For 20 years, ICMEC has been a leader in identifying gaps in the global community’s ability to protect children from abduction, sexual abuse and exploitation, and expertly assembling the people, resources and tools needed to fill those gaps.
We advocate for children around the world.
We advocate for changes in laws, treaties and systems to protect children worldwide.
Through The Koons Family Institute on International Law & Policy, we conduct and commission original research into the status of child protection laws around the world. By creating replicable legal tools, promoting best practices, building international coalitions, and collaborating with partners in the field to identify and measure threats to children, we bring about change in the way children are protected around the world.
We train partners on the front lines.
We provide support, training and expertise to governments, law enforcement, policymakers, industry, civil society, educators, healthcare professionals, and others across the globe with one goal in mind: to make the world a safer place for all children.
We collaborate with key stakeholders.
Strong partnerships play a vital role in protecting our children, particularly as the crisis of child victimization is exacerbated by the Internet. We collaborate globally with civil society, governments and private industry, encouraging partnerships and coordination.
With initiatives like the Financial Coalition Against Child Pornography, the Global Missing Children’s Network and the Global Initiative for Child Health & Well-Being, we are fostering cooperation across borders to build networks that allow for information-sharing and better practices.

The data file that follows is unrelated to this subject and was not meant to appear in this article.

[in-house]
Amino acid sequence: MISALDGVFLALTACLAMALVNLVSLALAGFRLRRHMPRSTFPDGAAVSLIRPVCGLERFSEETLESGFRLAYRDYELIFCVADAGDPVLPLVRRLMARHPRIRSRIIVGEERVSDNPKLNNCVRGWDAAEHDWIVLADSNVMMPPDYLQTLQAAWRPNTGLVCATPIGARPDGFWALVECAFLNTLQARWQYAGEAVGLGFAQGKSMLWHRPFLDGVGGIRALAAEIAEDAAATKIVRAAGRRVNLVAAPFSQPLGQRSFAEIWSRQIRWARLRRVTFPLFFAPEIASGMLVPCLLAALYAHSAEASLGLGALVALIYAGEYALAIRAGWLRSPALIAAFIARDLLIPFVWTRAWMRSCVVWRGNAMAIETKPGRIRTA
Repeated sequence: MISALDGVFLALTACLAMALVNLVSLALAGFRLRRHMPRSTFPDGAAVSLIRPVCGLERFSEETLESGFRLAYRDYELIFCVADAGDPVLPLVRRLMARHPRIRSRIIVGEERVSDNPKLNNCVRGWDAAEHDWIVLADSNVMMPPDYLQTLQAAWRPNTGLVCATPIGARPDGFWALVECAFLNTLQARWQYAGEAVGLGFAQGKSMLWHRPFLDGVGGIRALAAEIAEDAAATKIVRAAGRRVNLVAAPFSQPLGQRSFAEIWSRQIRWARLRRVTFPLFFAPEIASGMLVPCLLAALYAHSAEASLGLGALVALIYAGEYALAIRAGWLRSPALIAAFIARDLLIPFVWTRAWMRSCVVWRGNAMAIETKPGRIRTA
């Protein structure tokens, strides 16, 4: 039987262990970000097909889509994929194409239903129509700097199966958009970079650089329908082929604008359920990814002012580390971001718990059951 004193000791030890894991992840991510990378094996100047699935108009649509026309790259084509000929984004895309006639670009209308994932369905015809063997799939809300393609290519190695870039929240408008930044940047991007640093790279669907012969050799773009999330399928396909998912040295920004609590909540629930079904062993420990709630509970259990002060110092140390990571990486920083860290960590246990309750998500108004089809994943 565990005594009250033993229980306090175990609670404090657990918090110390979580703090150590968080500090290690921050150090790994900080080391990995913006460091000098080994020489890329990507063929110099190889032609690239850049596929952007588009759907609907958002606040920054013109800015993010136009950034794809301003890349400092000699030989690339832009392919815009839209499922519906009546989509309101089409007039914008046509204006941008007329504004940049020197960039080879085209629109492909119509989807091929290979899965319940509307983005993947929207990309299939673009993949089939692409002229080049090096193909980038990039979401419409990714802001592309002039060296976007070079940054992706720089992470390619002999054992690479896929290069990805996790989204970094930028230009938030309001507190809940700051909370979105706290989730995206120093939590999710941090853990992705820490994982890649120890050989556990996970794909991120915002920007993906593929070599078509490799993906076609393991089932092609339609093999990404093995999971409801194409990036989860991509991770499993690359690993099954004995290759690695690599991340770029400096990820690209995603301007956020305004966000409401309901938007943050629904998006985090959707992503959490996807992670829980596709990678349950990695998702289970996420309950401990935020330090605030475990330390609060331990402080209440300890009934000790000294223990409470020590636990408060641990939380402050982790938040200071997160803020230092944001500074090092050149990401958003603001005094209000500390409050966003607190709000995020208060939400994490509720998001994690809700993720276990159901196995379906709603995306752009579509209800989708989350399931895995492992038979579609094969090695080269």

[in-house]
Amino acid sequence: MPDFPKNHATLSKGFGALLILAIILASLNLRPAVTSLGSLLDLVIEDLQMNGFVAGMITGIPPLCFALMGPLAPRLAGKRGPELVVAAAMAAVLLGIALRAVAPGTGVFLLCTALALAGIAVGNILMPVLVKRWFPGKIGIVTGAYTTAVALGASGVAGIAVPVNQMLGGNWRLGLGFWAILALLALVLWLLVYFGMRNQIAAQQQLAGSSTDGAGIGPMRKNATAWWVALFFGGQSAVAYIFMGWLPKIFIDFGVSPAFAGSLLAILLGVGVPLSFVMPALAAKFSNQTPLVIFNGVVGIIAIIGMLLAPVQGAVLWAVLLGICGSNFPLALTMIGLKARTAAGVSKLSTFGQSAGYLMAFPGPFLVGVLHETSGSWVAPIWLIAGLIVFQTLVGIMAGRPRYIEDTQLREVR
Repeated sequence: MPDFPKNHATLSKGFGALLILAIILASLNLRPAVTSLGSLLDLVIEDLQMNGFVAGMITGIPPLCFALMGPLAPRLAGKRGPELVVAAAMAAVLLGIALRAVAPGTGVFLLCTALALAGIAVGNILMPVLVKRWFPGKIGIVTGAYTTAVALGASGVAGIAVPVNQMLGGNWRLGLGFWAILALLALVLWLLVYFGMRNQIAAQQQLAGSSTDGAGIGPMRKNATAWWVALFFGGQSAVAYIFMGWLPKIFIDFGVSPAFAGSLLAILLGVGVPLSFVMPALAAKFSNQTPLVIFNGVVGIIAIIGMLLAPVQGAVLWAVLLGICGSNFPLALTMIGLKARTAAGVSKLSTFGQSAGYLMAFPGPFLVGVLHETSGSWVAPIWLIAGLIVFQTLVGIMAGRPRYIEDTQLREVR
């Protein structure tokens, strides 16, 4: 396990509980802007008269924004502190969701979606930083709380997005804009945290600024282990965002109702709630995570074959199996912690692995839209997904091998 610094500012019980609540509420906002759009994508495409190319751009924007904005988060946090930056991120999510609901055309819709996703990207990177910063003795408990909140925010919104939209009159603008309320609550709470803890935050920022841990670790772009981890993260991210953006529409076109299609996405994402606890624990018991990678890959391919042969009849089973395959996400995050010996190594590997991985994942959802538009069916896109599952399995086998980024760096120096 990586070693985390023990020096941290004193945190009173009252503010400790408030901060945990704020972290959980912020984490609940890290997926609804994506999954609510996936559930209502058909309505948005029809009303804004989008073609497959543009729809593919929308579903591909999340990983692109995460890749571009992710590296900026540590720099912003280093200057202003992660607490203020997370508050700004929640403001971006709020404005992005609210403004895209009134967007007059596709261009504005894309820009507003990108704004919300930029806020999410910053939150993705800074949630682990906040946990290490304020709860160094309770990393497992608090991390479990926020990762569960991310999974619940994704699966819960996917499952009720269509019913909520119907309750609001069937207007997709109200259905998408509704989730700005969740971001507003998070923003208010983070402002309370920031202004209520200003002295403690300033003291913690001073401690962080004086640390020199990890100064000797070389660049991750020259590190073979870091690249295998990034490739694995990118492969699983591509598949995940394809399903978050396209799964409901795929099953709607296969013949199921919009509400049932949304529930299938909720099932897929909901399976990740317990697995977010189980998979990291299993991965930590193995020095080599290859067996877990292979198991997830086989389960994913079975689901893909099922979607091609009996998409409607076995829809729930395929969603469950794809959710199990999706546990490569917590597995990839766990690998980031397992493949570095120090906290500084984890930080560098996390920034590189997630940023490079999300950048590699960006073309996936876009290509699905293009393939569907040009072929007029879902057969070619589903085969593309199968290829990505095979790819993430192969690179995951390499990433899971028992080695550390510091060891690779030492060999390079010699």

Our Regional Offices
Our regional representatives allow us to make our mission truly global. Offices in Brazil and Singapore work to serve Latin American & the Caribbean (ICMEC LAC) and Asia-Pacific (ICMEC AP) regions, allowing us to respond to local and regional needs, develop customized programs, and raise awareness of our mission areas.
In 1996, Belgium was shaken by tragedy. A man named Marc Dutroux, an unemployed electrician and father of three, had over the course of many years committed a series of kidnappings, rapes, and killings of a still-unknown number of teenage girls. Called the “Dutroux Affair,” the episode galvanized Belgium, and more than 300,000 Belgian citizens came together to express their anger and frustration in the handling of the case in the now-famous “White March.”
Belgian Prime Minster Dehaene turned to the U.S. National Center for Missing & Exploited Children(NCMEC) for help.
In the late 1990s, NCMEC had found itself responding to numerous requests for assistance from individuals and organizations around the world. The “Dutroux Affair” was the latest. So when Prime Minister Dehaene asked NCMEC to help establish a center in Brussels, NCMEC’s President replied, “You do not need an American solution to this problem — you need a Belgian solution.”
With the volume of requests for assistance from abroad exceeding NCMEC’s capacity to respond, the Board of Directors authorized the creation of a new organization that would devote itself to doing globally what NCMEC was committed to doing in the United States.
A year later, members of the Board of Directors for the International Centre for Missing and Exploited Children (ICMEC) held their first meeting in 1998, and ICMEC was launched in April 1999. With each new partnership, each new initiative, we take another step toward our goal of making the world safer for children.